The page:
Now showing 1 - 3 of 3
  • Publication
    Concussion recovery evaluation using the inertial sensor instrumented Y Balance Test
    The current sports concussion assessment paradigm lacks reliability, has learning effects and is not sufficiently challenging for athletes. As a result, subtle deficits in sensorimotor function may be unidentified, increasing the risk of future injury. This study examined if the inertial-sensor instrumented Y Balance test could capture concussion induced alterations in dynamic movement control. A cohort of 226 elite Rugby Union, American Football and Ice Hockey athletes were evaluated using the inertial-sensor instrumented Y balance test. Dynamic balance performance was quantified using normalised reach distance, jerk magnitude root-Mean-Squared (Jerk Mag RMS) and gyroscope magnitude sample entropy (Gyro Mag SEn). Concussed athletes who consented to follow-up were evaluated 24 to 48-hours post-injury, and at the point of return to full contact training (RTP). Seventeen athletes sustained a concussion and consented to both the 24 to 48-hour and RTP follow-up testing. Twenty uninjured control athletes were re-tested 6-months following initial screening. Concussed athletes had reductions in normalised reach distance (Cohens D=0.66-1.16) and Jerk Mag (Cohens D=0.57-1.14) 24 to 48-hours post-injury, which returned to pre-injury levels by the point of RTP. There was no significant difference in performance between the baseline and 6-month follow-up in the 20 un-injured athletes (Cohens D=0.06-0.51). There was a statistically significant linear association between Jerk Mag RMS 24 to 48-hours post-injury and the natural log of RTP duration (R2= 0.27 to 0.33). These results indicate that concussed athletes possessed alterations in dynamic movement control 24 to 48-hours post-concussion, which typically returns to pre-injury levels by the point of RTP. Furthermore, evaluation of dynamic movement control 24 to 48 hours post injury may aid in the evaluation of recovery prognosis.
      363Scopus© Citations 5
  • Publication
    Athletes with a concussion history in the last two years have impairments in dynamic balance performance
    The purpose of this study was to determine if National Collegiate Athletics Association Division 1 American Football and Ice Hockey athletes with a history of concussion have impaired dynamic balance control when compared to healthy control athletes. This cross‐sectional observational study recruited 146 athletes; 90 control athletes and 56 athletes with a history of concussion. Athletes were tested during a pre‐season evaluation using the inertial‐sensor instrumented Y Balance Test. Independent variables were normalized reach distance, gyroscope magnitude sample entropy, and jerk magnitude root mean square. Kruskal‐Wallis H test and Dunn‐Bonferroni analysis demonstrated that individuals with a concussion history within the last 2 years have statistically significantly lower jerk magnitude root mean square in the posteromedial (Z = 23.22, P = .015) and posterolateral (Z = 24.64, P = .010) reach directions, when compared to the control group. There was no significant difference between those who sustained a concussion longer than two years ago and the control group for the posteromedial (Z = −1.25; P = .889) and posterolateral (Z = 6.44; P = .469) directions. These findings show that athletes with a concussion history within the last two years possess dynamic balance deficits, when compared to healthy control athletes. Conversely, athletes whose injury occurred greater than 2 years ago possessed comparable performance to the healthy controls. This suggests that sensorimotor control deficits may persist beyond clinical recovery, for up to 2 years. Therefore, clinicians should integrate balance training interventions into the return‐to‐play process to accelerate sensorimotor recovery and mitigate the risk of future injury.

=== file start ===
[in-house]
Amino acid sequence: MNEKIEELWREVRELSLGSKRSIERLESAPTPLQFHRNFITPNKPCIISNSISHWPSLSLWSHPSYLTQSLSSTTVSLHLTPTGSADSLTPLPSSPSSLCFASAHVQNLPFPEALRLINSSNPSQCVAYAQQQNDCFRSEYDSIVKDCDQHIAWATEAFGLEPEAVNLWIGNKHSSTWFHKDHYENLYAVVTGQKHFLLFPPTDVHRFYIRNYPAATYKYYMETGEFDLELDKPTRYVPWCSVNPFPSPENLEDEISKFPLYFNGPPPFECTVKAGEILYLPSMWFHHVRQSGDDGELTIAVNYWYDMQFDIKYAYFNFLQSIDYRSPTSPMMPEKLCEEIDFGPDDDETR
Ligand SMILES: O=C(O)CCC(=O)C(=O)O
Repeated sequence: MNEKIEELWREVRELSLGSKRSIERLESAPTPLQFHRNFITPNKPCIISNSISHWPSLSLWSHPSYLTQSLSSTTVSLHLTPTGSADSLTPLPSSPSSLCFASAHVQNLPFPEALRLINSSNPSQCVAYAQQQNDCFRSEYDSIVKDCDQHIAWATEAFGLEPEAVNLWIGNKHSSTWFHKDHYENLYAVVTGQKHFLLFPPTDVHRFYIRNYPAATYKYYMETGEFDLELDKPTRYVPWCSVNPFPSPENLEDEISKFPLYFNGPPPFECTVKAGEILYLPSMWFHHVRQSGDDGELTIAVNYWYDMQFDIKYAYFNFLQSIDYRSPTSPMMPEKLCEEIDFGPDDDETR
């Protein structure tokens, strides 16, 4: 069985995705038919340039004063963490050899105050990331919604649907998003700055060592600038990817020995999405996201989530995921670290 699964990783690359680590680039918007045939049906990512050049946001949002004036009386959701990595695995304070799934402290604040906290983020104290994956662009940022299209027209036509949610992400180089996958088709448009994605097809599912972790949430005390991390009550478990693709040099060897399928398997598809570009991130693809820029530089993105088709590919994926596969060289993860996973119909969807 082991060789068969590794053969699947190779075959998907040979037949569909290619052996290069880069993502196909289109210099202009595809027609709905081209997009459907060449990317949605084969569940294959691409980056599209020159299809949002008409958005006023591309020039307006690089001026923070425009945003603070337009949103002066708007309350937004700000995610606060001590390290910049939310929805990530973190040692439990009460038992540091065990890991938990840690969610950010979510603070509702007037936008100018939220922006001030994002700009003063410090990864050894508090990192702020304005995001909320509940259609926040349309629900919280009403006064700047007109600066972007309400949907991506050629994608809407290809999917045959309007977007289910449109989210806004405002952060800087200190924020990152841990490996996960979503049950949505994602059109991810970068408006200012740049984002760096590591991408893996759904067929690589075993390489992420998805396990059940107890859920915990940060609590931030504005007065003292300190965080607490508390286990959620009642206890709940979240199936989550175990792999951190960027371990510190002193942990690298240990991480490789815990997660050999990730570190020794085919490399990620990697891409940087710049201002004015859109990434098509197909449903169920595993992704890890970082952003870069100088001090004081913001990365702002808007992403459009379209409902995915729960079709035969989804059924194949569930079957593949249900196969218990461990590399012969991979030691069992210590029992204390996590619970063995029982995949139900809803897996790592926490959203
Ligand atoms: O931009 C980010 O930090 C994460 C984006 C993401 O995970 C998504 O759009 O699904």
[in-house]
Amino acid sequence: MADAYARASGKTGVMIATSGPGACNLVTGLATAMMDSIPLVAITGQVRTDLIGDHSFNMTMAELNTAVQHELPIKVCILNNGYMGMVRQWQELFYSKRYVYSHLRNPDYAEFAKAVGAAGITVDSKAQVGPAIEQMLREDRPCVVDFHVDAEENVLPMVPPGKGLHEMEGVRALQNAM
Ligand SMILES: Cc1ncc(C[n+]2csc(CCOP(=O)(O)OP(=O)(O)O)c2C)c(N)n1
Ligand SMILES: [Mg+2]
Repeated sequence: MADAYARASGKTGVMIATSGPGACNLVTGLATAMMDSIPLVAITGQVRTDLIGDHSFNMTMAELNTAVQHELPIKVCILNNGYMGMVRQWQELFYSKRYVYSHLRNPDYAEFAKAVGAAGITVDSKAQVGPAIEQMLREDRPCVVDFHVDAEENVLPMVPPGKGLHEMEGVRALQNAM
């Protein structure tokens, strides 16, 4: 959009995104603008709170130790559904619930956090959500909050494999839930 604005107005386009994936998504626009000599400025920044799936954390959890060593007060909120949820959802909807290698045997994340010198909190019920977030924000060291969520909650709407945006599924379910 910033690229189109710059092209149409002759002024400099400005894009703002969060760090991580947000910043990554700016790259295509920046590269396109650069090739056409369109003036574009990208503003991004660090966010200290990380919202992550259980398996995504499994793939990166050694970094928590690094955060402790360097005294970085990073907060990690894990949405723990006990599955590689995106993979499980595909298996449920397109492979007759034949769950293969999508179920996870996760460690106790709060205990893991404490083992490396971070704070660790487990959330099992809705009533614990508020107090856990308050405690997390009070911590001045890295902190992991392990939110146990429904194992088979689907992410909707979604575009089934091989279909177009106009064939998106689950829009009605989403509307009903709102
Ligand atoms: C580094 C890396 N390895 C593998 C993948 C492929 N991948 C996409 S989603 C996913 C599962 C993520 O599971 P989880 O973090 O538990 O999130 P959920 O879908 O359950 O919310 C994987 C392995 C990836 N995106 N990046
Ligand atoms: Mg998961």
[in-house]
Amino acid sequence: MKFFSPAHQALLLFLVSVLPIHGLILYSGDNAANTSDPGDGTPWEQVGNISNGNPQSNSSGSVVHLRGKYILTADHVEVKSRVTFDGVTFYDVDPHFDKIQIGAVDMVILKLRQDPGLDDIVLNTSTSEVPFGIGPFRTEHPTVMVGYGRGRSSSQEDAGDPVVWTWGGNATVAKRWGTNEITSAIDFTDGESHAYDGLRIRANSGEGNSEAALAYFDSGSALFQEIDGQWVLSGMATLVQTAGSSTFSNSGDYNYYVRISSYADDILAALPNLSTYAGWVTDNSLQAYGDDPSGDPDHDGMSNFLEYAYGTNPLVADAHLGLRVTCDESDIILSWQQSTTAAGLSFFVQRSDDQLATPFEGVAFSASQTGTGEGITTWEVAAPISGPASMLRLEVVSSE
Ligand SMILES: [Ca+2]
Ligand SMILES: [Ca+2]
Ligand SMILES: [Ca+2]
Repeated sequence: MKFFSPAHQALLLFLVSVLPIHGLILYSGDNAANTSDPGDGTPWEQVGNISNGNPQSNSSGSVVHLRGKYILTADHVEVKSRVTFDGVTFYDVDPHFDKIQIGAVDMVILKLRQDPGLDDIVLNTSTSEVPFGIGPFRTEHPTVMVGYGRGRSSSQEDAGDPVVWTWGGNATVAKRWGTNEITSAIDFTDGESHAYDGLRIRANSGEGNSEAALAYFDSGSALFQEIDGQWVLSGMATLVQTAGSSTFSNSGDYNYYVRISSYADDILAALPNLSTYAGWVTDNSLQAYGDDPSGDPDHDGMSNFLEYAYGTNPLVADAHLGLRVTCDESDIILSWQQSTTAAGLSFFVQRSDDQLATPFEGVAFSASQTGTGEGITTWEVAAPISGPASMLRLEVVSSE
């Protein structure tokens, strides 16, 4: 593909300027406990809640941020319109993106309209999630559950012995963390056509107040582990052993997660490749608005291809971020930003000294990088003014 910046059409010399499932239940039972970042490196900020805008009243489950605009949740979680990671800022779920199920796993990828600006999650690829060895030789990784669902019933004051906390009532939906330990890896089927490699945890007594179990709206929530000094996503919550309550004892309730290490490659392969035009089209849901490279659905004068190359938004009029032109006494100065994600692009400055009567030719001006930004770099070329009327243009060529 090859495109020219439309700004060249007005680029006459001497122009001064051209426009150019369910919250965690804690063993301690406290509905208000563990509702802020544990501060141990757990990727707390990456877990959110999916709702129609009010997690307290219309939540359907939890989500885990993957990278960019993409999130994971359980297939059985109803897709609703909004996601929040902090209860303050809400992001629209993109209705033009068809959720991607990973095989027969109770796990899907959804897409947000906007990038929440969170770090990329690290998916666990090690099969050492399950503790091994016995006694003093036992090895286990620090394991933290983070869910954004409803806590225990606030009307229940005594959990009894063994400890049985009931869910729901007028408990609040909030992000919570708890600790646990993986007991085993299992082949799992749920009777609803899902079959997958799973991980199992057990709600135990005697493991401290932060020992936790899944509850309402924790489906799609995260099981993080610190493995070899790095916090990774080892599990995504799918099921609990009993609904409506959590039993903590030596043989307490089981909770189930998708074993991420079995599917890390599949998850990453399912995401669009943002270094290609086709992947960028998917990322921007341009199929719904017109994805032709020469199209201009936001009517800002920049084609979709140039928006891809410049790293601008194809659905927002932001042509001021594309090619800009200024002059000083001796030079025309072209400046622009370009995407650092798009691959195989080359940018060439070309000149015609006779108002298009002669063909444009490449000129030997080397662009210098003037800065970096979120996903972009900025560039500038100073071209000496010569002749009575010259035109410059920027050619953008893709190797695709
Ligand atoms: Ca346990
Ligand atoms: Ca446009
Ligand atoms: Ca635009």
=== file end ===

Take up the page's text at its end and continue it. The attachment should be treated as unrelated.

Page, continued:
358Scopus© Citations 6
  • Publication
    Foot Angle and Loading Rate during Running Demonstrate a Nonlinear Relationship
    Vertical loading rates are typically found to be lower in forefoot compared to rearfoot strikers, promoting the idea that forefoot striking is desirable and may reduce running injury risk. However, prior work using linear models has shown that foot inclination angle (FIA) at initial contact is a poor predictor of vertical loading rate, suggesting a more complex association exists. Purpose: To determine if a nonlinear model superiorly describes the relationship between FIA and average vertical loading rate (AVLR). Secondary analyses assessed the influence of sex and sport on the association between FIA and AVLR.Methods: Whole body kinematics and vertical ground reaction forces were collected for 170 healthy National Collegiate Athletic Association Division I athletes (97 males; 81 cross-country runners) during treadmill running at 2.68, 3.35, and 4.47 m·s−1. Foot inclination angle and AVLR were calculated for 15 strides and averaged across strides for each limb. Polynomial mixed effects models assessed linear and nonlinear trends in the relationship between FIA and AVLR across the entire sample and accounting for sex and sport participation. Results: Average vertical loading rate was lowest at the extremes of FIA (i.e., −15°, 20°), whereas greater AVLR were observed between 5° and 10°. The cubic model resulted in a significantly better fit than the linear model (P < 0.001). Average vertical loading rate was also more variable among FIA associated with rearfoot and midfoot strike than forefoot strike. Adding sex to the model did not influence model fit; though, controlling for sport minimally improved model fit. Conclusions: The relationship between FIA and AVLR is best represented by a cubic model. Consequently, FIA should be treated as a continuous variable. Reducing FIA into categories may misrepresent the relationship between FIA and other gait variables.
      382Scopus© Citations 19